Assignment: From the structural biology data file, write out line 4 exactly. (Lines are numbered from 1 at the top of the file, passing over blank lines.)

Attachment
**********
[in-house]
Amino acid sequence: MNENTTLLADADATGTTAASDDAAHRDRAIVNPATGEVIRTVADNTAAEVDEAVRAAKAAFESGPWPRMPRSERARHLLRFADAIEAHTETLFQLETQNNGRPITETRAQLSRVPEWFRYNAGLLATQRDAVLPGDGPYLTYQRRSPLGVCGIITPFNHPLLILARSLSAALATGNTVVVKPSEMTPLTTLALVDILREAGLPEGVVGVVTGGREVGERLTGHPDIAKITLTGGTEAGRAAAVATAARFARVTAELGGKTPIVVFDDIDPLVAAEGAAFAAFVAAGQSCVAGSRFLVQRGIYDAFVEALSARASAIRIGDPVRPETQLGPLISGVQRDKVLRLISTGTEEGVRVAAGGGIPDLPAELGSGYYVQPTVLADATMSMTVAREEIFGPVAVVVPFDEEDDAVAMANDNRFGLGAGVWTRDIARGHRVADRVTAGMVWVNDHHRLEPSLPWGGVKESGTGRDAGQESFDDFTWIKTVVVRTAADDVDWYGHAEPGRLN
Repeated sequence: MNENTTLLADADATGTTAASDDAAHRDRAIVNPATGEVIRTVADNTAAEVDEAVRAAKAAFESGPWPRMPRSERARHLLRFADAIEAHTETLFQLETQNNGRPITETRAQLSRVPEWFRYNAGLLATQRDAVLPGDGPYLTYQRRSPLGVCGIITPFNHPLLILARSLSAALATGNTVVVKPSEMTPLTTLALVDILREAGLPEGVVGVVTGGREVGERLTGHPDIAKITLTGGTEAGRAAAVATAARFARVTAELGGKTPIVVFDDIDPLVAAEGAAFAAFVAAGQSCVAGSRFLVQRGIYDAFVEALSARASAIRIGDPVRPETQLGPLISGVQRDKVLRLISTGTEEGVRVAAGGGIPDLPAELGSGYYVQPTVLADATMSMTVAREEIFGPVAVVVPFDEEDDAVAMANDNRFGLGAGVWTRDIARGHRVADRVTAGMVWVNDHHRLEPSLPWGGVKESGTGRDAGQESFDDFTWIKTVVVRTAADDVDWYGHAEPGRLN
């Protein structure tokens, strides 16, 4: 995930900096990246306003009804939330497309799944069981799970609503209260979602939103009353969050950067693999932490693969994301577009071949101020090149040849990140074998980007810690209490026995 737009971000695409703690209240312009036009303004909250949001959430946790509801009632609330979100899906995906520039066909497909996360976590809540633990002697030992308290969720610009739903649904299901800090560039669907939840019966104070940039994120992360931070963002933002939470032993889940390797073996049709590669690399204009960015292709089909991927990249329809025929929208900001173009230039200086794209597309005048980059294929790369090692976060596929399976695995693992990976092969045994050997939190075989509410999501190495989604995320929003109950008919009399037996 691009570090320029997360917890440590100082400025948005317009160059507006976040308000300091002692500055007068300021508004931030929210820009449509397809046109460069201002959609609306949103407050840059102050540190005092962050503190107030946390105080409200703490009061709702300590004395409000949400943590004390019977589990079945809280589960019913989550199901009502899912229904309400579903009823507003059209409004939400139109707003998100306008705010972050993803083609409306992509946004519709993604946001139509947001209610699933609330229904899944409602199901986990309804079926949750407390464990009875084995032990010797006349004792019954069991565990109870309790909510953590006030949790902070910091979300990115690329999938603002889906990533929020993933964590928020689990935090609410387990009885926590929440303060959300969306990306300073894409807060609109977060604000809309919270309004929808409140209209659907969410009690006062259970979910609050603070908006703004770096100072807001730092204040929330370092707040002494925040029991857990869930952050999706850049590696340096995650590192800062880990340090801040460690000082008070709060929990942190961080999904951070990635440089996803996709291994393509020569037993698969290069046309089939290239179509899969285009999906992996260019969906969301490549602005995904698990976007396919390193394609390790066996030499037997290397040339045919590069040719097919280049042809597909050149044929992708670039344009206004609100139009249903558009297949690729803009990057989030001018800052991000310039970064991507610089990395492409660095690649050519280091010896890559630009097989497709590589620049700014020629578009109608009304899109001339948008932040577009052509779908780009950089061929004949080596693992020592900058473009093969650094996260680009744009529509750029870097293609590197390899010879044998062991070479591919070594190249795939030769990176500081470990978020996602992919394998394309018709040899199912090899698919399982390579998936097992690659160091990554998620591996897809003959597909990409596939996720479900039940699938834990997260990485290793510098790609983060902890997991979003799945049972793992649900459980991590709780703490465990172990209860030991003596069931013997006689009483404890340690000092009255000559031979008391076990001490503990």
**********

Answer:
């Protein structure tokens, strides 16, 4: 995930900096990246306003009804939330497309799944069981799970609503209260979602939103009353969050950067693999932490693969994301577009071949101020090149040849990140074998980007810690209490026995 737009971000695409703690209240312009036009303004909250949001959430946790509801009632609330979100899906995906520039066909497909996360976590809540633990002697030992308290969720610009739903649904299901800090560039669907939840019966104070940039994120992360931070963002933002939470032993889940390797073996049709590669690399204009960015292709089909991927990249329809025929929208900001173009230039200086794209597309005048980059294929790369090692976060596929399976695995693992990976092969045994050997939190075989509410999501190495989604995320929003109950008919009399037996 691009570090320029997360917890440590100082400025948005317009160059507006976040308000300091002692500055007068300021508004931030929210820009449509397809046109460069201002959609609306949103407050840059102050540190005092962050503190107030946390105080409200703490009061709702300590004395409000949400943590004390019977589990079945809280589960019913989550199901009502899912229904309400579903009823507003059209409004939400139109707003998100306008705010972050993803083609409306992509946004519709993604946001139509947001209610699933609330229904899944409602199901986990309804079926949750407390464990009875084995032990010797006349004792019954069991565990109870309790909510953590006030949790902070910091979300990115690329999938603002889906990533929020993933964590928020689990935090609410387990009885926590929440303060959300969306990306300073894409807060609109977060604000809309919270309004929808409140209209659907969410009690006062259970979910609050603070908006703004770096100072807001730092204040929330370092707040002494925040029991857990869930952050999706850049590696340096995650590192800062880990340090801040460690000082008070709060929990942190961080999904951070990635440089996803996709291994393509020569037993698969290069046309089939290239179509899969285009999906992996260019969906969301490549602005995904698990976007396919390193394609390790066996030499037997290397040339045919590069040719097919280049042809597909050149044929992708670039344009206004609100139009249903558009297949690729803009990057989030001018800052991000310039970064991507610089990395492409660095690649050519280091010896890559630009097989497709590589620049700014020629578009109608009304899109001339948008932040577009052509779908780009950089061929004949080596693992020592900058473009093969650094996260680009744009529509750029870097293609590197390899010879044998062991070479591919070594190249795939030769990176500081470990978020996602992919394998394309018709040899199912090899698919399982390579998936097992690659160091990554998620591996897809003959597909990409596939996720479900039940699938834990997260990485290793510098790609983060902890997991979003799945049972793992649900459980991590709780703490465990172990209860030991003596069931013997006689009483404890340690000092009255000559031979008391076990001490503990």